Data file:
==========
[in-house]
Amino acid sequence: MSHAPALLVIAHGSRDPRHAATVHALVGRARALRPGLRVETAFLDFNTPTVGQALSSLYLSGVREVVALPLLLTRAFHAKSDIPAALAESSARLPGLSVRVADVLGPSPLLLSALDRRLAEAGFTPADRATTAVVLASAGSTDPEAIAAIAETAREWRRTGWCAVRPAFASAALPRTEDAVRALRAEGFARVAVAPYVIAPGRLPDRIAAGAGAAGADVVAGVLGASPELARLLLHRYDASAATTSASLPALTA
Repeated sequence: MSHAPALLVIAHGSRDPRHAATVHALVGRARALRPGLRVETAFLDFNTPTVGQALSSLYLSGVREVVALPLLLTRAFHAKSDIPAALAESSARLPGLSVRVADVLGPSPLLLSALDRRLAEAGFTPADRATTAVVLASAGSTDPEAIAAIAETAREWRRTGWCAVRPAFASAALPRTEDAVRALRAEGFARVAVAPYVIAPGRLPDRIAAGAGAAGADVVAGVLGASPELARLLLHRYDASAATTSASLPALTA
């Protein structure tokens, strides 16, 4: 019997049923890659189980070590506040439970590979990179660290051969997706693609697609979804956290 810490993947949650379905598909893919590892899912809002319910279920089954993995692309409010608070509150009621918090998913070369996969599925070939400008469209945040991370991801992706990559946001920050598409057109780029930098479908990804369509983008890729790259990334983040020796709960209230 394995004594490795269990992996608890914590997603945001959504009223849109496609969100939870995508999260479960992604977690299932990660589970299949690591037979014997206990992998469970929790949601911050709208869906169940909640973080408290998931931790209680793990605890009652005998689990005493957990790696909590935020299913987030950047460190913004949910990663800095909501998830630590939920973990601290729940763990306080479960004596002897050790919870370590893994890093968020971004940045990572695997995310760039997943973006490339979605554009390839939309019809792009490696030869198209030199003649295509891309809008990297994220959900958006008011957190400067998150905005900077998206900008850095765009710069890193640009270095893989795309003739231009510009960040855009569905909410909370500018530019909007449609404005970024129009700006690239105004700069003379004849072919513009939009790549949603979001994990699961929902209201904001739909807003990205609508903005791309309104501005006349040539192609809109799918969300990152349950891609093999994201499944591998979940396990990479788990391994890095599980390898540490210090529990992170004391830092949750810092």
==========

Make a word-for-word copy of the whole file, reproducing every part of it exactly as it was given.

[in-house]
Amino acid sequence: MSHAPALLVIAHGSRDPRHAATVHALVGRARALRPGLRVETAFLDFNTPTVGQALSSLYLSGVREVVALPLLLTRAFHAKSDIPAALAESSARLPGLSVRVADVLGPSPLLLSALDRRLAEAGFTPADRATTAVVLASAGSTDPEAIAAIAETAREWRRTGWCAVRPAFASAALPRTEDAVRALRAEGFARVAVAPYVIAPGRLPDRIAAGAGAAGADVVAGVLGASPELARLLLHRYDASAATTSASLPALTA
Repeated sequence: MSHAPALLVIAHGSRDPRHAATVHALVGRARALRPGLRVETAFLDFNTPTVGQALSSLYLSGVREVVALPLLLTRAFHAKSDIPAALAESSARLPGLSVRVADVLGPSPLLLSALDRRLAEAGFTPADRATTAVVLASAGSTDPEAIAAIAETAREWRRTGWCAVRPAFASAALPRTEDAVRALRAEGFARVAVAPYVIAPGRLPDRIAAGAGAAGADVVAGVLGASPELARLLLHRYDASAATTSASLPALTA
């Protein structure tokens, strides 16, 4: 019997049923890659189980070590506040439970590979990179660290051969997706693609697609979804956290 810490993947949650379905598909893919590892899912809002319910279920089954993995692309409010608070509150009621918090998913070369996969599925070939400008469209945040991370991801992706990559946001920050598409057109780029930098479908990804369509983008890729790259990334983040020796709960209230 394995004594490795269990992996608890914590997603945001959504009223849109496609969100939870995508999260479960992604977690299932990660589970299949690591037979014997206990992998469970929790949601911050709208869906169940909640973080408290998931931790209680793990605890009652005998689990005493957990790696909590935020299913987030950047460190913004949910990663800095909501998830630590939920973990601290729940763990306080479960004596002897050790919870370590893994890093968020971004940045990572695997995310760039997943973006490339979605554009390839939309019809792009490696030869198209030199003649295509891309809008990297994220959900958006008011957190400067998150905005900077998206900008850095765009710069890193640009270095893989795309003739231009510009960040855009569905909410909370500018530019909007449609404005970024129009700006690239105004700069003379004849072919513009939009790549949603979001994990699961929902209201904001739909807003990205609508903005791309309104501005006349040539192609809109799918969300990152349950891609093999994201499944591998979940396990990479788990391994890095599980390898540490210090529990992170004391830092949750810092």